Recycling Glass: A Clear Advantage

Humans did not invent glass making: long before humans learned the secret, nature was making glass.  When lightning struck sand it melted it into long, thin tubes of glass.  Erupting volcanoes melted rocks and sand into glass.  Humans found this naturally made glass and improved the process.  The earliest glass made by humans was probably a glaze on ceramic pottery made somewhere around 3,000 B.C.

Today sand, soda ash, lime, and sometimes gypsum or dolomite are melted together in large furnaces to over 2,000 degrees Fahrenheit until the mixture becomes a syrupy mass.  While malleable it can be shaped by blowing to make hollow vessels, drawing into sheets or tubes, pressing into a mold, or sculpting things with globs of hot glass.

Colored glass is produced by adding small amounts of natural elements to the molten glass.  For instance, brown glass is made by adding iron, sulfur and carbon to the mix.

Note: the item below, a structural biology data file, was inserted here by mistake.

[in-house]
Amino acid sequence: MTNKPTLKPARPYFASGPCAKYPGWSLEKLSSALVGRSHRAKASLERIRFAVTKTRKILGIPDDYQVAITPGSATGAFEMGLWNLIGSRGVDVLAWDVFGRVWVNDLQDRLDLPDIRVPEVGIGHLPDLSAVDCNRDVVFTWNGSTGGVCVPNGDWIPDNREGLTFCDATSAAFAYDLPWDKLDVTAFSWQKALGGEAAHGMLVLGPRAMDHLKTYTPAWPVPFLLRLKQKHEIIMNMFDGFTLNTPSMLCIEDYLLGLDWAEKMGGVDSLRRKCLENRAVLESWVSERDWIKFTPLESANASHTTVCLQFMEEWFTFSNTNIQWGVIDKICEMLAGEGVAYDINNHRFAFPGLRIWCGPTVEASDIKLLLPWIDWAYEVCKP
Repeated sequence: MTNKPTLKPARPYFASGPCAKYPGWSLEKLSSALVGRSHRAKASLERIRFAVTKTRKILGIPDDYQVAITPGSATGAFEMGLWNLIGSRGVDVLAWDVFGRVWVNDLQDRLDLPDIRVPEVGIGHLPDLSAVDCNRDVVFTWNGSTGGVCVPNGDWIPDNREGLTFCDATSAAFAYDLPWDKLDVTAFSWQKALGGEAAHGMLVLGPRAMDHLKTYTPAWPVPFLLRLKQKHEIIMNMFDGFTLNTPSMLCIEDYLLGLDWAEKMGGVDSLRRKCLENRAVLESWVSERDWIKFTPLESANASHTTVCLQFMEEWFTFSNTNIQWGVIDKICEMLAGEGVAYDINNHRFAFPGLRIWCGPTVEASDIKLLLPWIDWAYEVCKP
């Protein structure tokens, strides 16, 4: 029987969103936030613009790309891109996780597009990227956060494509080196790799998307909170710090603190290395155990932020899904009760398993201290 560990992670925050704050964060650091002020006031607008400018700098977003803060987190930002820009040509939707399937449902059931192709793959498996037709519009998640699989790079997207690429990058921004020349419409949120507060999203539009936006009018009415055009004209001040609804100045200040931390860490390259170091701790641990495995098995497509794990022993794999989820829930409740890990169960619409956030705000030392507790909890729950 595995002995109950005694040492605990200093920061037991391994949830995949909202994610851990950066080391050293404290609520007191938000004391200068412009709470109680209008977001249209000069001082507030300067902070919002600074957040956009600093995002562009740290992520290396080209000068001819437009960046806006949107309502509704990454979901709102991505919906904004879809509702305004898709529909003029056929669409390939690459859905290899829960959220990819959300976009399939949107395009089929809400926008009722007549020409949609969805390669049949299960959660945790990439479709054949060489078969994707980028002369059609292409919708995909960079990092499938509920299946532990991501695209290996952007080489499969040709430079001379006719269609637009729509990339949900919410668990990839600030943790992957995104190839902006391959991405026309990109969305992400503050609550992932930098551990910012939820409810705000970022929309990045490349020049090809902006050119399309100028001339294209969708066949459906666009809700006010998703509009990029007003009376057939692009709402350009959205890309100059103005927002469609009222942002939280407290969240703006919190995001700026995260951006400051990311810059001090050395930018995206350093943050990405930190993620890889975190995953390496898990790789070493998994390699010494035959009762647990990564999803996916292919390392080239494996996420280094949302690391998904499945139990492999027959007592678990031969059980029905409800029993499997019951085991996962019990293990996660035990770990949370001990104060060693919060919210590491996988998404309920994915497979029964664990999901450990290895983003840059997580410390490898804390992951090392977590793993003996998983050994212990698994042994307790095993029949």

Producing virgin glass takes less energy than does producing metal or plastic and glass recycles endlessly without losing any of its strength.  Also, glass containers are far more stable than plastic or metal containers so they do not leech or out-gas anything into the food they contain and glass containers can be safely reused over and over.

Crushed recycled glass is called ‘cullet’. The proportion of cullet in new glass can be as high as 90%.  Cullet melts at a lower temperature so for every 10% of cullet in the glass mix, the factory can use 2% less energy to produce the same quality of glass.

While glass is made from all naturally occurring materials, nature cannot recover glass through decomposition as it will with some other products.  If dumped into a landfill, glass will remain there, taking up space, forever – OK, a million years or so: pretty much forever.  Because it does not contain or release any toxins, it is safe to dispose of glass this way, but trashing glass removes a valuable resource from the materials chain.

Read More

Leave a Reply

Your email address will not be published. Required fields are marked *

This site uses Akismet to reduce spam. Learn how your comment data is processed.

The Ups and Downs of Mountain Living, Part 3
This Writer’s Home: Our Bungalow, What and Why